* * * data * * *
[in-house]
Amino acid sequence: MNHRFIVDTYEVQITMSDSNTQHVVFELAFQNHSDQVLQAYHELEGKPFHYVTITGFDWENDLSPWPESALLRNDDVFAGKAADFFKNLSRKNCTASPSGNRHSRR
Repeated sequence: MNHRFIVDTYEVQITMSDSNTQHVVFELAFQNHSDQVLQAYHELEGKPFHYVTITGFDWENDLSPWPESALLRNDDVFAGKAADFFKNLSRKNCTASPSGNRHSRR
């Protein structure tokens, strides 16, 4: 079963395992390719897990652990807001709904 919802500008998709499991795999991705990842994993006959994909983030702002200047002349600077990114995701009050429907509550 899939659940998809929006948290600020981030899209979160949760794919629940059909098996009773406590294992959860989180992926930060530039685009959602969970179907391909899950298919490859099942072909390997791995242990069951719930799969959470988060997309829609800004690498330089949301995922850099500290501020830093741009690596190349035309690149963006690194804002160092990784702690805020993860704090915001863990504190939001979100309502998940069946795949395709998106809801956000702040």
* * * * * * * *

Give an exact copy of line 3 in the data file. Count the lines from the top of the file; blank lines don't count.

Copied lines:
Repeated sequence: MNHRFIVDTYEVQITMSDSNTQHVVFELAFQNHSDQVLQAYHELEGKPFHYVTITGFDWENDLSPWPESALLRNDDVFAGKAADFFKNLSRKNCTASPSGNRHSRR